All posts by NORA

29Feb/24

Newest Accredited Trainers

NORA is pleased to recognize the trainers who completed the second NORA Accredited Instructor Program (AIP). Jeff Rozga and Alan Wornham, RW Beckett Corp; Michael Warn, Carlin Combustion; and Charlie Burnham, MTEC (MEMA Technical Education Center) at NORA’s Research & Education center in Plainview, NY on February 1, under the tutelage of professional education trainer Brenda Huber.

The NORA Accredited Instructor program was developed to ensure service professionals trained in NORA schools, unions, and by companies in the liquid heating fuels industry have been provided with an education that positions them, their customers, and their companies for success.

According to AIP graduate, Michael Warn, “I worked in the field for 40 years but had no professional training on presenting and instead, taught based on my experiences. I felt like I was missing an unknown, integral piece to instructing. I felt that the NORA Accredited Instructor course was extremely beneficial, the three-day workshop is worthwhile and anyone with a passion for teaching should take advantage of it.”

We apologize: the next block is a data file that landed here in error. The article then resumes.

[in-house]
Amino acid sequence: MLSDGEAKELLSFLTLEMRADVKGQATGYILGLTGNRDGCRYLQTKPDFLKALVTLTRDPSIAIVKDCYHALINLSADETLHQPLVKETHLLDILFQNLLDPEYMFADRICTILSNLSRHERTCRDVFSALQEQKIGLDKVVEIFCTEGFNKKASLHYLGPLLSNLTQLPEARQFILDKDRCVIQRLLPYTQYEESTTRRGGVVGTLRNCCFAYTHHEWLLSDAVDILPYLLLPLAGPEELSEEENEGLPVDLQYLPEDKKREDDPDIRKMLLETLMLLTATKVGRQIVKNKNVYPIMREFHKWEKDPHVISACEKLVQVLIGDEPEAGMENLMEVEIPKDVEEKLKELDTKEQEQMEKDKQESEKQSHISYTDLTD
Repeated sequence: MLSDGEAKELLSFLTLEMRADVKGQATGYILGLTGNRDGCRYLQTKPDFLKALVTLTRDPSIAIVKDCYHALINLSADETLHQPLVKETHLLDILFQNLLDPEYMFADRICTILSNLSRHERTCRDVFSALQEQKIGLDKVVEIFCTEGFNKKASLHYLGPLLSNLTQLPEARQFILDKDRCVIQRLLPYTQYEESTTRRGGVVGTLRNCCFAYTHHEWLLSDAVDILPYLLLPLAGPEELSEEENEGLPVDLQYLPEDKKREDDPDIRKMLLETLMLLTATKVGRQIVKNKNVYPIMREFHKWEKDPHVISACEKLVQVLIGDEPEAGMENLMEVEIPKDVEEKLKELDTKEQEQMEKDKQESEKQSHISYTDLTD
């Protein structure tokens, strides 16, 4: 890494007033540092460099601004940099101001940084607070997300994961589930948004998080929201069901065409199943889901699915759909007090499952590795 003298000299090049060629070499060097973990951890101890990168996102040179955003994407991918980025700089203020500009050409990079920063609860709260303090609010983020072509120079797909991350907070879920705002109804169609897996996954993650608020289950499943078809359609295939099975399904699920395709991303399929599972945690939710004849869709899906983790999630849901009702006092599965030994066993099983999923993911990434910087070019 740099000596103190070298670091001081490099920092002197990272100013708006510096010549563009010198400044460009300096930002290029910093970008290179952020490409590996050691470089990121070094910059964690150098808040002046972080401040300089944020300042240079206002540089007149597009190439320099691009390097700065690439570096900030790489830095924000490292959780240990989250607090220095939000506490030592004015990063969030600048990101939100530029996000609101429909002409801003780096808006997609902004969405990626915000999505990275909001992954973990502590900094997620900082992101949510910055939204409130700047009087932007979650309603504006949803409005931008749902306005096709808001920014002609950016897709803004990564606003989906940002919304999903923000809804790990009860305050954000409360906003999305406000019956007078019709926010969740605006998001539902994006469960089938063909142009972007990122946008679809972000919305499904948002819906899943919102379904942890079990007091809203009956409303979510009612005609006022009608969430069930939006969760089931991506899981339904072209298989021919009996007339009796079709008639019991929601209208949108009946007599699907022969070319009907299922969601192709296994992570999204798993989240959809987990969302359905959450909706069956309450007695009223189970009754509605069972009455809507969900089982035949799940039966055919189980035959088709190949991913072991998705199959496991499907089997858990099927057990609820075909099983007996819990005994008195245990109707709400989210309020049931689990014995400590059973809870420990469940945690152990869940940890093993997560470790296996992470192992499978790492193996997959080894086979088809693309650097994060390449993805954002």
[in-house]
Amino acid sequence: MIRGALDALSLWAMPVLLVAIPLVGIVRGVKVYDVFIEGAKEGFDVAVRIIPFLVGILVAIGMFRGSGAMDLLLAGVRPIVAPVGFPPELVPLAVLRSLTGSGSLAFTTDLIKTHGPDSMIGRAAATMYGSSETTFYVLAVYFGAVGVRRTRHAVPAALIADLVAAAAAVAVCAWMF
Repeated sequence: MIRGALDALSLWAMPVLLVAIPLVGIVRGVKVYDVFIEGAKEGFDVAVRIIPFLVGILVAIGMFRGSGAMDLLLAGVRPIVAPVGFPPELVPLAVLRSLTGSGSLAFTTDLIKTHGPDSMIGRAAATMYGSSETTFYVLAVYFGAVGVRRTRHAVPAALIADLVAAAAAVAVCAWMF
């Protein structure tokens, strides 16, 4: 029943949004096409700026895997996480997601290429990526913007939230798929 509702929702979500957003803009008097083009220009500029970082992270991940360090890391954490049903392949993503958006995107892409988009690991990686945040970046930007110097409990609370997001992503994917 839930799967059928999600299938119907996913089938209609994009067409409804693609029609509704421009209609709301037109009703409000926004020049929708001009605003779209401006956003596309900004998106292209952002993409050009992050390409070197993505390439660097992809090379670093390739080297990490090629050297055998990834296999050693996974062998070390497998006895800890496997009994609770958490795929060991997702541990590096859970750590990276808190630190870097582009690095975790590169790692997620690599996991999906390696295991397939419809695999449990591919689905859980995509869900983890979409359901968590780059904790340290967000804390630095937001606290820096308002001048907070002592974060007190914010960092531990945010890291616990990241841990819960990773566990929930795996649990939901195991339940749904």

The service professionals in the liquid heating fuels industry are the first and most important contacts with customers. They are responsible not only for ensuring the heating system is operating at maximum efficiency, safety and reliability, but also with how customers perceive their liquid fuel heating, their adoption of renewable fuels and how comfortable they are with staying with their liquid fuel heating system. 

The program began with a prepared presentation by each of the participants. These were critiqued by the instructor as well as others in the class to establish a baseline. From there, the instructor took the participants through the teaching process to elevate their lessons from simply conveying facts to creating a meaningful total-learning experience for the students. The NORA Accredited Instructor program’s emphasis is to present the curriculum in such a way that students “own” the information and not just hear it. 

Bob O’Brien, NORA Director of Education, summed up the NORA’s AIP with, “NORA would like to thank the newly accredited instructors and their employers for recognizing the value in improving their classroom skills. Training the next generation of technicians is crucial to the future of the industry, particularly as the transition to renewable fuels accelerates.”